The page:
At present this right of way is probably best recommended only for the determined old route aficionado, but for those who are interested it repays perseverance. Our survey is pieced together from various visits at different times a year, so additional feedback from others who have used the route will be greatly appreciated. It is suggested that the more difficult sections may be easier to find earlier in the year when the heather is low.

OS Explorer 345 (Lammermuir Hills) - NB the Herring Road (Track) is marked (in part with an indicative line) on the 1:25,000 map, but not in its entirety on the 1:50,000 OS Landranger.

Heritage Information

The Herring Road is thought to have been predominantly in use during the 18th and 19th centuries when the herring industry was strong, although records of the inland trade in fish go back to the mid-17th century. The route was used by people bringing home a stock of salted herring for winter use and also by fishwives carrying huge creels of herring from Dunbar to the markets in Lauder.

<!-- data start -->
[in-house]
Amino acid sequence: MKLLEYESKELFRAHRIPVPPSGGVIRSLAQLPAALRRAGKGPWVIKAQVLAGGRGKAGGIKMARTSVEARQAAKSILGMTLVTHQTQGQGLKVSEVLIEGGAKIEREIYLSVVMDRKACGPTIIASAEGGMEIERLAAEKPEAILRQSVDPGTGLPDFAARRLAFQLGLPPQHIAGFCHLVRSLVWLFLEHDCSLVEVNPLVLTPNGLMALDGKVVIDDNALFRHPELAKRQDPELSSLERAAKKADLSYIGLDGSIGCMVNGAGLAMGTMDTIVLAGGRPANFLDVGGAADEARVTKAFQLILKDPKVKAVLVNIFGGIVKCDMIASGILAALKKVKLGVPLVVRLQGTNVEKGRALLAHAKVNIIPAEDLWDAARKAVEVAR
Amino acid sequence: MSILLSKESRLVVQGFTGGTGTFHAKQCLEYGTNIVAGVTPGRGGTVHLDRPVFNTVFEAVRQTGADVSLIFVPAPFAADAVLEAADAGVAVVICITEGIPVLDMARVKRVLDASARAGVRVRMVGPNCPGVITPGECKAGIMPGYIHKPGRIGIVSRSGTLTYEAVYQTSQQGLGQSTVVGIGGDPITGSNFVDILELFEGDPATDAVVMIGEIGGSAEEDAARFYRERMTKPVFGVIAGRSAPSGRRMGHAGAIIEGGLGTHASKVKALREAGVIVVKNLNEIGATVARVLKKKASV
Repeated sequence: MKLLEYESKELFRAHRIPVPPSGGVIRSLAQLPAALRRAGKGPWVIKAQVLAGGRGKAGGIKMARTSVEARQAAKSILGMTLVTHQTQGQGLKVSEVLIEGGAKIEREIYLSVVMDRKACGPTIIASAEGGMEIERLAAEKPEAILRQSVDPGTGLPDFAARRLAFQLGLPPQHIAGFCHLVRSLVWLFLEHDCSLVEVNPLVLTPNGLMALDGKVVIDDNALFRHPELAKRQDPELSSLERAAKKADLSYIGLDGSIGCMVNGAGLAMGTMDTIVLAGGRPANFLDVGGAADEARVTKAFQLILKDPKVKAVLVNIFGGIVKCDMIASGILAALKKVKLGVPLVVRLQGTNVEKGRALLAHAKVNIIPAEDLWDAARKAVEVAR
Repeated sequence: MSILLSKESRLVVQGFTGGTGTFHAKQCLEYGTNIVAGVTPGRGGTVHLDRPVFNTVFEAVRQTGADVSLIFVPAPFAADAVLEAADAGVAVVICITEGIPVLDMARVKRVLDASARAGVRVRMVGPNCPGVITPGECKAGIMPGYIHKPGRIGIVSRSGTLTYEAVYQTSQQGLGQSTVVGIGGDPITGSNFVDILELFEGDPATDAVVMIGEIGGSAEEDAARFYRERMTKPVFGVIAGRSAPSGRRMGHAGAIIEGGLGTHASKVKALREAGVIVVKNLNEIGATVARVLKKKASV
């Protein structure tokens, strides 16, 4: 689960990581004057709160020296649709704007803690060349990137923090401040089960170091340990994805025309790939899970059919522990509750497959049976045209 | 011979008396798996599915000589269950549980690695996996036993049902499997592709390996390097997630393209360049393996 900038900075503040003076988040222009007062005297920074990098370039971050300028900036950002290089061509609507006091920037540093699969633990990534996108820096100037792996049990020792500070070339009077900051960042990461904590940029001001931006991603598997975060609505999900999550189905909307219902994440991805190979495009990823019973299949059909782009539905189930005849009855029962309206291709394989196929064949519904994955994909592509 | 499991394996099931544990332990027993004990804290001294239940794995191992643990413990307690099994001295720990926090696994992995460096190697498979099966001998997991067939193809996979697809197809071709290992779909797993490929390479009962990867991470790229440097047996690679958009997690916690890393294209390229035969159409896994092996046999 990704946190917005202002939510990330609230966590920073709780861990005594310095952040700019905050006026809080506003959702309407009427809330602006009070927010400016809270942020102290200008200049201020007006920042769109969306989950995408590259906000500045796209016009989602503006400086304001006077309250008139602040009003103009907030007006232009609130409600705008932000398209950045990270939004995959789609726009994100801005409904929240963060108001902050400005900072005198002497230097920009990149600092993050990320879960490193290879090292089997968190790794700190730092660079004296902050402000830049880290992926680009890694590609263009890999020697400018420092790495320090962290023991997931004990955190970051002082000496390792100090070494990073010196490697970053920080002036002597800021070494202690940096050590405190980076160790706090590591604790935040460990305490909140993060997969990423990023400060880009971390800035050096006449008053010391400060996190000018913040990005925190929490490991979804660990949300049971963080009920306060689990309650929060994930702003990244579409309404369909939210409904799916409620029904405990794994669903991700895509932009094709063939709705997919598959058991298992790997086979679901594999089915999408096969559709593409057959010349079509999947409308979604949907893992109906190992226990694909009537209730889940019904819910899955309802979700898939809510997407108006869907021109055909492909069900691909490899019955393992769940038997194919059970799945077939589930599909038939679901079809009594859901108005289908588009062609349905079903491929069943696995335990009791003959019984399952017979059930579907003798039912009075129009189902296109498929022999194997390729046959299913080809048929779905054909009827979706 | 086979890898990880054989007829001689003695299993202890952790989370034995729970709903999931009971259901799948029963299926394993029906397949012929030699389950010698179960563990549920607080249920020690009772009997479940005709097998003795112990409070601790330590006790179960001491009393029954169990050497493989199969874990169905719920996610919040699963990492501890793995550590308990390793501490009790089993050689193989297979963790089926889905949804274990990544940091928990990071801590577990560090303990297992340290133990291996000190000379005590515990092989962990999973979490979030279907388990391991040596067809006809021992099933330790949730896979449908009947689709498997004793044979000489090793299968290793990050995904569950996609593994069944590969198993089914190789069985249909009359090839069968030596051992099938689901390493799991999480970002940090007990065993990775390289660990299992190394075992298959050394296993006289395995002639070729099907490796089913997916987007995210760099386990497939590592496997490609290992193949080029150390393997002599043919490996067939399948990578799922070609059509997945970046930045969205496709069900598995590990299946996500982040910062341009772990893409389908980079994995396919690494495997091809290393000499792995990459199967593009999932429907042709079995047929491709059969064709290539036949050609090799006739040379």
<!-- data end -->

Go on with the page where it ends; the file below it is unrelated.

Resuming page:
The section of the Herring Road from Dunbar to the Whiteadder has long been signed by ScotWays as part of the promoted long distance route between Dunbar and Lauder. However, there has always been debate over its historic line south of Dunbar Common. Between the Whiteadder Water and Lauder, the Herring Road is shown on the old OS 6-inch map as lying further west than the promoted route, over Hunt Law and Wedder Law. Roy's map of 1755 appears to shows the road slightly further west still, going over Meikle Says Law, Hunt Law and Wedder Law, and thence to Cleekhimin (2km south of Carfraemill) and Lauder, naming it ‘Muir Road from Lawder to Dunbar’.

The exact line does appear to have moved over time, possibly dependent upon ground conditions. It's also worth noting that Lauder wasn't the only destination, for example, in the eighteenth century people from Westruther were said to travel to Dunbar at Lammas to get a stock of herring for the winter. Fish-carriers or cadgers also transported fish inland for sale. Old maps show that a network of routes existed across the Lammermuirs; the start that has been made in signing the Muir Road in addition to the promoted Herring Road is a welcome first step in acknowledging its history.

Another historic route similarly used for the trade in fish is the Buckie Fishwives Path, Moray.


Copyright: Richard Webb

Copyright: Richard Webb

Copyright: Richard Webb

Copyright: Richard Webb

Copyright: Richard Webb

Copyright: Chris Eilbeck

Copyright: Richard Webb

Copyright: Chris Eilbeck

Copyright: Callum Black

Copyright: G Laird



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Copyright: Neil Mackay Copyright: Neil Mackay Copyright: Neil Mackay
Copyright: Neil Mackay Copyright: Neil Mackay